“Joseph took the body, wrapped it in a clean linen cloth, and placed it in his own new tomb that he had cut out of the rock. He rolled a big stone in front of the entrance to the tomb and went away” (Matthew 27:59-60).
The beauty of the grass, trees, and flowers, cannot hide what lies beneath the ground. The entombed lifeless bodies of people who loved and were loved. They once lived, worked, and played. Babies, children, brothers, sisters, mothers, fathers, the single, the married, all engulfed by the earth.
The grave cries out that death, the enemy of us all, is victorious. Yes, death is our enemy, the enemy of life (1 Corinthians 15:26).
I want to again experience my father’s hugs and hear his voice. To eat my mother’s pies, pot pie, and more, to hear her words of love, and her giggle, at least once more. I remember and miss my grandson sitting in my lap, curled up asleep in my arms. I wonder what he’d be now. The grave keeps them from me. The grave, its stark coldness, its mocking darkness, is death’s strangling grip on my heart.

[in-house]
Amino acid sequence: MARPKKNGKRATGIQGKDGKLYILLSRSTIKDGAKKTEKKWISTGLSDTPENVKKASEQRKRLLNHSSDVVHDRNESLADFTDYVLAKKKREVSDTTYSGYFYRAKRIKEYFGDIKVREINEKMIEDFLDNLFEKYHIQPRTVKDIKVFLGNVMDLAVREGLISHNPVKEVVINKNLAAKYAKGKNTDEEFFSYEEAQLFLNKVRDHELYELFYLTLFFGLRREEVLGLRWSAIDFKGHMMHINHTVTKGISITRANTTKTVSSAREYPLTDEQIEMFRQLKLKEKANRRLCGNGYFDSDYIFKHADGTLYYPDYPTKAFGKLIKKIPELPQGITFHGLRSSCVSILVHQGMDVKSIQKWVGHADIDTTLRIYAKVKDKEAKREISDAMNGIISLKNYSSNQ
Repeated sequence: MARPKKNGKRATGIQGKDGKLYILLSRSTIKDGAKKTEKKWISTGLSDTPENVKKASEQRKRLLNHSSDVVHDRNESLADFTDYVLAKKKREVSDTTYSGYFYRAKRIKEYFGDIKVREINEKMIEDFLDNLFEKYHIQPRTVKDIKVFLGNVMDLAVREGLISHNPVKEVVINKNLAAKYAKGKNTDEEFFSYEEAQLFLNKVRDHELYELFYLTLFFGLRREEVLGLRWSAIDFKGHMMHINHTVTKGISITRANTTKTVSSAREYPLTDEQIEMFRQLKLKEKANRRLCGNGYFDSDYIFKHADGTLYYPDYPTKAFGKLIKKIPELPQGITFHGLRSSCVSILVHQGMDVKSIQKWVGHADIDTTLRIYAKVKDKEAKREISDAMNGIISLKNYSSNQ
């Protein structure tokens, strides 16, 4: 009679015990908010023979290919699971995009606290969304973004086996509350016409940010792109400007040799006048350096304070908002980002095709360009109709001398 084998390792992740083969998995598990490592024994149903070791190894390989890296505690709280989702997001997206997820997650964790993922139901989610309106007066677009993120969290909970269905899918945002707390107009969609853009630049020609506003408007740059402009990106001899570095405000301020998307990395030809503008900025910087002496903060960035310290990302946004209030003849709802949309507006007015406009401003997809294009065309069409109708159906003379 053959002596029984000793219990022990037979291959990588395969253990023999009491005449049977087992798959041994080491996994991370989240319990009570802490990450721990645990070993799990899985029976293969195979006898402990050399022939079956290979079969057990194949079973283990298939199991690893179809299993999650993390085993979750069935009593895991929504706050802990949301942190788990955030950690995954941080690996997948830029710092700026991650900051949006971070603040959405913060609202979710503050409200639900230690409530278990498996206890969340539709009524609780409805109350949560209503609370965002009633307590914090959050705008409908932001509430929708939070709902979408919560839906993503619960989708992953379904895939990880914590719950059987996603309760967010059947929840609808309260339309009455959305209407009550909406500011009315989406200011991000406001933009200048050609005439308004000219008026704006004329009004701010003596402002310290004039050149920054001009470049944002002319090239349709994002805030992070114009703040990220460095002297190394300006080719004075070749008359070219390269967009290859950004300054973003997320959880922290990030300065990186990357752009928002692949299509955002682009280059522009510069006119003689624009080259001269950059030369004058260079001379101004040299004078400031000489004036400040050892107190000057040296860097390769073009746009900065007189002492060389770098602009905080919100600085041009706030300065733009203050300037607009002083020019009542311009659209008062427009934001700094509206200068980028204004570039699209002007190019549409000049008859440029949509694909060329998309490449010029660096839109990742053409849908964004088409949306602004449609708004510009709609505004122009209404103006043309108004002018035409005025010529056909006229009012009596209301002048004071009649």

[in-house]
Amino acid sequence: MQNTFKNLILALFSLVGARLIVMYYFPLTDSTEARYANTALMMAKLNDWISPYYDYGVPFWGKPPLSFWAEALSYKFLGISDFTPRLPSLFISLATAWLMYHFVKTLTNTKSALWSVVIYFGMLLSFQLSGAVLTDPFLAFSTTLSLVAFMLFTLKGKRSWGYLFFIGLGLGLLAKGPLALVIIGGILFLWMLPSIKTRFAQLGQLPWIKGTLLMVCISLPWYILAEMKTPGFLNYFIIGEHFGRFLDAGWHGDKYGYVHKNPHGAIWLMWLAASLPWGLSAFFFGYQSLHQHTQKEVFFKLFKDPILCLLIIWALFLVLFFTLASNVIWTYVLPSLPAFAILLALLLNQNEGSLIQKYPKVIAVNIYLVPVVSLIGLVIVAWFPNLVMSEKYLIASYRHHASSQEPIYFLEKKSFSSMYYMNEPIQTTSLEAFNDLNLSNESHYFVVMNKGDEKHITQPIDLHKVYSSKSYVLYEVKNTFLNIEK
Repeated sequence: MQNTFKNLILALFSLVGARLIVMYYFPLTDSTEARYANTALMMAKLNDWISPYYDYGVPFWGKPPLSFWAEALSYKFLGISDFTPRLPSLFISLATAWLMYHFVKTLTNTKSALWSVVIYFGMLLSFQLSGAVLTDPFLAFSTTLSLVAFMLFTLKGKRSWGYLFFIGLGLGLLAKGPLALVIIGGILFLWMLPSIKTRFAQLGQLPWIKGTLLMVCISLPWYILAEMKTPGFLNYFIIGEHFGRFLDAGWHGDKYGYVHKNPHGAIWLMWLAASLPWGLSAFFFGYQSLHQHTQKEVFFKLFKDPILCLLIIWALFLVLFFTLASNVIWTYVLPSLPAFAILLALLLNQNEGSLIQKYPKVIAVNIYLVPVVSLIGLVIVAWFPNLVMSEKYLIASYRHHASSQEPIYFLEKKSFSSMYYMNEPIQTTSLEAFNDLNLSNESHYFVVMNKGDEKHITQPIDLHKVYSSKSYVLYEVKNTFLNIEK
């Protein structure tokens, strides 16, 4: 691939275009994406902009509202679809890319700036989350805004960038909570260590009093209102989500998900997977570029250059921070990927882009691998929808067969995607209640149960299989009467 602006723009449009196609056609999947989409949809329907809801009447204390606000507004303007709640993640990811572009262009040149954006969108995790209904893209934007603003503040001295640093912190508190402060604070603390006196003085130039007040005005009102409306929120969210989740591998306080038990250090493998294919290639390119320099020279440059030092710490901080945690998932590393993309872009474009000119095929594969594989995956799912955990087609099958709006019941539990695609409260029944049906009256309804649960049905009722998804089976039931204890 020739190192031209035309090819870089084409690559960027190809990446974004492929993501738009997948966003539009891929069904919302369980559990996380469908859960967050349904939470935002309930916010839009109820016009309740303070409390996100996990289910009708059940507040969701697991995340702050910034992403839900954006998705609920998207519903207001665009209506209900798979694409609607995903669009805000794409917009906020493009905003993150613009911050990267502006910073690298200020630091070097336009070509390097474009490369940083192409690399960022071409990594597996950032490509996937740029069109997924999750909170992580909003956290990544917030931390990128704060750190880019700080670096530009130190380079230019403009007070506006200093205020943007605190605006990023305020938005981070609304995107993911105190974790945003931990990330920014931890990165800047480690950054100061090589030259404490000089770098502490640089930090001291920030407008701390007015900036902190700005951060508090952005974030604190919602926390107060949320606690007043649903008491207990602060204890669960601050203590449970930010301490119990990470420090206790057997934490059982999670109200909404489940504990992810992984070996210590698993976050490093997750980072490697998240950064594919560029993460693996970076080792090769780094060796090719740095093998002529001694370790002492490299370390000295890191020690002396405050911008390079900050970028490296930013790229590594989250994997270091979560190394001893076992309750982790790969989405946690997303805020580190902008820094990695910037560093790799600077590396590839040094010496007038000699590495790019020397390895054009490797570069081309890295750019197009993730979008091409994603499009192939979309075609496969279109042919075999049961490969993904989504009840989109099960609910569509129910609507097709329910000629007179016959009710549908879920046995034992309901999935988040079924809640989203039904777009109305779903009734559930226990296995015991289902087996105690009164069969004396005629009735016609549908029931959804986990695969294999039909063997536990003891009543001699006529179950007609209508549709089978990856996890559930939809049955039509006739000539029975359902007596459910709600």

Death feeds the grave. The grave feeds my fears. What is life if all it does is lead to the grave? “Death is the destiny of every man” (Ecclesiastes 7:2). “Man’s fate is like that of the animals; the same fate awaits them both: As one dies, so dies the other” (Ecclesiastes 3:19).
Jesus Christ, the Son of God, the Creator, his lifeless body on a stone slab in the darkness of the tomb. Hope died as the big stone was rolled in front of the entrance to the tomb.
“After the Sabbath, at dawn on the first day of the week, Mary Magdalene and the other Mary went to look at the tomb” (Matthew 28:1).